Velopharyngeal dysfunction: The need for a team approach

August 13, 2020 0 By FM

A significant proportion of individuals with cleft lip — varying between 7% and 26% or even higher — present with the condition of velopharyngeal dysfunction (VPD), even after a surgical repair of the palate. 

VPD refers to the condition where the velopharyngeal port does not function appropriately during speech, resulting in a coupling of the oral and nasal cavities. 

This oronasal coupling contributes to a range of speech difficulties, including hypernasality (increased nasal resonance of oral sounds), nasal air emissions during the production of oral sounds, inadequate intraoral breath pressure for speaking and even errors in articulating speech sounds. The sounds that require complex manipulation of intraoral breath pressure for speaking are the ones most vulnerable to errors of articulation. These are the oral pressure consonants and include speech sounds such as the stop consonants [p,b,t,d,k,g]; fricatives [s,z,sh]; and affricates [ch,j]. The cumulative effect of these errors is that the understandability of speech is compromised and listeners have difficulty in accepting the speech.

The nature of VPD is such that a multidisciplinary team approach is required for its assessment and management. The team essentially should comprise a plastic or maxillofacial surgeon and the speech language pathologist. Team care in cleft lip and palate has been evolving in India over the last decade. Despite having centres with established team care, the numbers are few across the country. The absence of established teams across several centres in India poses a challenge for effective management of VPD. 

Perceptual evaluation of speech

The assessment of VPD involves a two-pronged approach consisting of a clinical perceptual evaluation of speech by a trained speech language pathologist, and the visualisation of the movements of the soft palate and pharyngeal walls during speech. The clinical perceptual evaluation includes a visual examination of the oral structures and auditory perceptual analysis of the elicited speech by a trained ear. While the clinical perceptual evaluation guides a speech language pathologist to suspect VPD, the diagnosis can be confirmed only after visualisation of the velopharyngeal ports through procedures such as nasoendoscopy and multiview videofluoroscopy. 

During perceptual evaluation, a comprehensive speech stimulus, comprising general conversation, rote speech (counting numbers or telling the names of days in a week or months in a year), repetition of pressure consonant loaded words and sentences, should be elicited in the primary language of the patient or the language he/she is most comfortable with. Guidelines specifying the nature of speech samples are available according to the universal parameters of reporting speech outcomes in individuals with cleft (Henningsson et al., 2008) and can also be modified to comply with the sound structure and rules of different language families. These guidelines are to ensure that the elicited speech sample includes all the effective pressure consonants of the language and extends across varying linguistic complexities such as words, sentences, and longer connected speech. Controlled speech stimulus has been developed based on these guidelines in Indian languages, including Hindi, Tamil, Kannada, Telugu, Malayalam and Marathi. Lack of standardised speech materials across other Indian languages and dialects compromises the quality of perceptual speech assessment and poses a challenge while assessing speech in those languages.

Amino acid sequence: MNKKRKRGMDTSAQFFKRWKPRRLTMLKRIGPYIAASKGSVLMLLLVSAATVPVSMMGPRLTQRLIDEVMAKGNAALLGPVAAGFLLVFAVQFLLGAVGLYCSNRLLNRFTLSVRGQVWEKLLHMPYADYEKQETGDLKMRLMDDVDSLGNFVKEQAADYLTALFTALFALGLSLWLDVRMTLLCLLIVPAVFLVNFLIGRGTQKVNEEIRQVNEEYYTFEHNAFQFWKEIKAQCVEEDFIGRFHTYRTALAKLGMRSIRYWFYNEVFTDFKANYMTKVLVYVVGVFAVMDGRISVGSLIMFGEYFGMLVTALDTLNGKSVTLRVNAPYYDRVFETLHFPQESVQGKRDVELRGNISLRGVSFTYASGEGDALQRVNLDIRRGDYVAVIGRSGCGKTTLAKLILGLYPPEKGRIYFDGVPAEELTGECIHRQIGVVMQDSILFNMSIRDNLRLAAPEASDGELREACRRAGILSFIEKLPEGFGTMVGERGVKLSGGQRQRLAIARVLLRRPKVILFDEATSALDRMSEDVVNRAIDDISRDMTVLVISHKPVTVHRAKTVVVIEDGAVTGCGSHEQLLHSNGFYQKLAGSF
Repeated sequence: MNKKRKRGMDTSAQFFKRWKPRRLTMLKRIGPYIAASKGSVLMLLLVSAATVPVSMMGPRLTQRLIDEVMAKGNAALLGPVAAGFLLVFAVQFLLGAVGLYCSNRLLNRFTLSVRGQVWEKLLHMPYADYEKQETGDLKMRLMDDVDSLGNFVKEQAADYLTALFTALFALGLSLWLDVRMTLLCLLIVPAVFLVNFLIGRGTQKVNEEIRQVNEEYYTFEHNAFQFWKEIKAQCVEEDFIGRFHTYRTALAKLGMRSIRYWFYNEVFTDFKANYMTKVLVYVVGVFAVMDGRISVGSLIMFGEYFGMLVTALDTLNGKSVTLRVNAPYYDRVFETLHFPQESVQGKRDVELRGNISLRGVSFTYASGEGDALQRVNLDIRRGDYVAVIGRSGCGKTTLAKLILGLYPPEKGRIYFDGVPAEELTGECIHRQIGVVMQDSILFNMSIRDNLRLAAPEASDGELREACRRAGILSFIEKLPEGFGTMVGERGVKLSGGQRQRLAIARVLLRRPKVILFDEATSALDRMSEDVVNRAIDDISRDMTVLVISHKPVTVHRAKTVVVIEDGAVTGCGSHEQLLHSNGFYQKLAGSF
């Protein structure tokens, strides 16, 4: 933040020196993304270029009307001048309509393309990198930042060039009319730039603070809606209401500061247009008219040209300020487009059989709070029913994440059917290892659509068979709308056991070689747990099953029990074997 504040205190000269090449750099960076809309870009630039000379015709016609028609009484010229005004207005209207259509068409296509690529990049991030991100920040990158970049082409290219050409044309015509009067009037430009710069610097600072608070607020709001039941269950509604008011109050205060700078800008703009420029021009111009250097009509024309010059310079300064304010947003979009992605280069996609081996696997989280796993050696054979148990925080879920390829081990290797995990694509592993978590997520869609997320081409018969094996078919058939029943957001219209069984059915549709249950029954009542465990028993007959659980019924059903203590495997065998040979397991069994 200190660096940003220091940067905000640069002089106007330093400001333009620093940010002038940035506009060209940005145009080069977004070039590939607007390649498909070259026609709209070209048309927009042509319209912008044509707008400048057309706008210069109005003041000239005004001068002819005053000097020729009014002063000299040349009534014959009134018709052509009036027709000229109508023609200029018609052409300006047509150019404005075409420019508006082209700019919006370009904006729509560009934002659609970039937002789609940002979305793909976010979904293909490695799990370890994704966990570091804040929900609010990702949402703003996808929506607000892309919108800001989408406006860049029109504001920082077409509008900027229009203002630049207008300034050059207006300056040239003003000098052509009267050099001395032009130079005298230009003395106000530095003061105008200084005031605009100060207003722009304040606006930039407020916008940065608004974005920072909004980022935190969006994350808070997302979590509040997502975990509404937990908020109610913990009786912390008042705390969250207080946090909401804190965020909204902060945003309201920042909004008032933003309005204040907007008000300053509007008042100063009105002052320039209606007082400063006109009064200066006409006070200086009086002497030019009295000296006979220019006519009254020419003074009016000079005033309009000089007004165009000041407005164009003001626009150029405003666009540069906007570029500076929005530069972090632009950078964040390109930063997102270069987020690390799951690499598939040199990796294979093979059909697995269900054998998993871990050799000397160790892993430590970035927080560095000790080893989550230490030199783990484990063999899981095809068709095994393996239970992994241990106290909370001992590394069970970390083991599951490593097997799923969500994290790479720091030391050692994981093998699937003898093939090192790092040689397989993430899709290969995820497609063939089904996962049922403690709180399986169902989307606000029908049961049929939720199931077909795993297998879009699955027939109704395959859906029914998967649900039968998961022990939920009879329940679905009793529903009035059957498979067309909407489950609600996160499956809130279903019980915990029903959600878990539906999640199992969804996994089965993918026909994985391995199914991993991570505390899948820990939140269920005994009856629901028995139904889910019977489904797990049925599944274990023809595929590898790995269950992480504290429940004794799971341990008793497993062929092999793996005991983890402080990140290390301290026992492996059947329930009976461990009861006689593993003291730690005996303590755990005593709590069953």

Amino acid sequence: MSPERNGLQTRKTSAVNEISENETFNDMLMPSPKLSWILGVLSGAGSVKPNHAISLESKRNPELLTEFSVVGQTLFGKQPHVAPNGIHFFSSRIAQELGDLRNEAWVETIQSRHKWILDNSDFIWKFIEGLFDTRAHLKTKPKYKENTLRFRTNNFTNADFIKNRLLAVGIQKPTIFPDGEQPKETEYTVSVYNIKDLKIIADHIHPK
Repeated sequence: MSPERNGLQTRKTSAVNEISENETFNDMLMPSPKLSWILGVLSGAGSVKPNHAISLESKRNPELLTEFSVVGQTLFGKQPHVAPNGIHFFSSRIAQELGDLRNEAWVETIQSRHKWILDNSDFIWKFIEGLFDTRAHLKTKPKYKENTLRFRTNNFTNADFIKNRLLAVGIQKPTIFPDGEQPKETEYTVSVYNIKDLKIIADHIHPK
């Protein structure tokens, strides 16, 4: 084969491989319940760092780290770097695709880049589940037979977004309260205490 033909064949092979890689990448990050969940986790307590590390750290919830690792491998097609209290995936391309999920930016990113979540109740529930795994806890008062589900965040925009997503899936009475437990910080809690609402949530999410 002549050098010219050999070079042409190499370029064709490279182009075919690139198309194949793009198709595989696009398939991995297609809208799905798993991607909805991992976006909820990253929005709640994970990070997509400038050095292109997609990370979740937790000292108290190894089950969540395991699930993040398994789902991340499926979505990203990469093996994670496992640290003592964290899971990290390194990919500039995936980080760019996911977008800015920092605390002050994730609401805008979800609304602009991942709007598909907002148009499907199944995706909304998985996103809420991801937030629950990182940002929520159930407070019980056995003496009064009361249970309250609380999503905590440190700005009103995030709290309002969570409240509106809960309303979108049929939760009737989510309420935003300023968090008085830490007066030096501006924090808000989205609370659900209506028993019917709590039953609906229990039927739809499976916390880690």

The speech language pathologist performs structured listening by focussing on specific parts of the comprehensive speech stimuli to rate specific components of speech, including resonance (to determine if the speech is hypernasal), nasal air emission and errors of consonant production to suspect the presence of VPD. For instance, resonance is rated based on repetition of sentences, nasal air emission is rated based on repetition of syllables, etc. The process of structured listening is mastered through training and periodic listening to cleft speech samples, almost similar to the process of calibrating one’s own ears to identify and rate cleft speech. This calibration and periodic listening are essential in order to ensure that the ratings provided by the speech language pathologist are reliable. In the past, there were also challenges posed due to different protocols used for perceptual assessment. However, most centres across India and South Asia use the universal parameters for reporting speech outcomes in individuals with cleft (Henningsson et al., 2008), owing to which it is easy to interpret findings of a perceptual speech assessment.

Instrumental assessment 

Following perceptual assessment of speech, when there is a suspicion of VPD, it is essential to perform either nasoendoscopy or lateral videofluoroscopy to visualise the movements of the velopharyngeal